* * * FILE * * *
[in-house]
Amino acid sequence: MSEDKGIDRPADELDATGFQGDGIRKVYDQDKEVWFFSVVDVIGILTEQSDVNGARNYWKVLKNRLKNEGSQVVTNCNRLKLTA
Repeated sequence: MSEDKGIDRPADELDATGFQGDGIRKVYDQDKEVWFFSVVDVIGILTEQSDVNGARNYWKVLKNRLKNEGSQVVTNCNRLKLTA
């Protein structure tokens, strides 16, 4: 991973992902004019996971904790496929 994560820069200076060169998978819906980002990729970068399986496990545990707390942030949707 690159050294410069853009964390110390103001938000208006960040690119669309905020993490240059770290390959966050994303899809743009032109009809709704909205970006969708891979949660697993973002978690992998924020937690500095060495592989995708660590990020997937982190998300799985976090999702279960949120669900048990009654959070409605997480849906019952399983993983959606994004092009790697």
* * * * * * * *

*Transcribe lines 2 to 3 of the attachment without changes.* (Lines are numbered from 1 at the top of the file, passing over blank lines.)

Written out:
Amino acid sequence: MSEDKGIDRPADELDATGFQGDGIRKVYDQDKEVWFFSVVDVIGILTEQSDVNGARNYWKVLKNRLKNEGSQVVTNCNRLKLTA
Repeated sequence: MSEDKGIDRPADELDATGFQGDGIRKVYDQDKEVWFFSVVDVIGILTEQSDVNGARNYWKVLKNRLKNEGSQVVTNCNRLKLTA